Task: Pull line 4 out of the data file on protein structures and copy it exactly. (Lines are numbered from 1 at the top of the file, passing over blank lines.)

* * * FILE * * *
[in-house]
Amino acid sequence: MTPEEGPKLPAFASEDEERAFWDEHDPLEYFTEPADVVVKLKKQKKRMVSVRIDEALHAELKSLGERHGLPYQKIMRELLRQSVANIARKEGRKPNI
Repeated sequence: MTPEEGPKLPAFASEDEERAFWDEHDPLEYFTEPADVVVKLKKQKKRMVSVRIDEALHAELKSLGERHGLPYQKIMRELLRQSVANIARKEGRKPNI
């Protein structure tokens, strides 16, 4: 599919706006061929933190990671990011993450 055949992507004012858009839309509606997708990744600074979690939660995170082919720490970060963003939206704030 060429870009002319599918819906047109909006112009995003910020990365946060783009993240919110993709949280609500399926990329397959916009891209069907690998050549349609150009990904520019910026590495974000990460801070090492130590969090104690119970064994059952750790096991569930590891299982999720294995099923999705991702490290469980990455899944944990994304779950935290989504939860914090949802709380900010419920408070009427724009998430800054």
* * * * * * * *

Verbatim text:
């Protein structure tokens, strides 16, 4: 599919706006061929933190990671990011993450 055949992507004012858009839309509606997708990744600074979690939660995170082919720490970060963003939206704030 060429870009002319599918819906047109909006112009995003910020990365946060783009993240919110993709949280609500399926990329397959916009891209069907690998050549349609150009990904520019910026590495974000990460801070090492130590969090104690119970064994059952750790096991569930590891299982999720294995099923999705991702490290469980990455899944944990994304779950935290989504939860914090949802709380900010419920408070009427724009998430800054």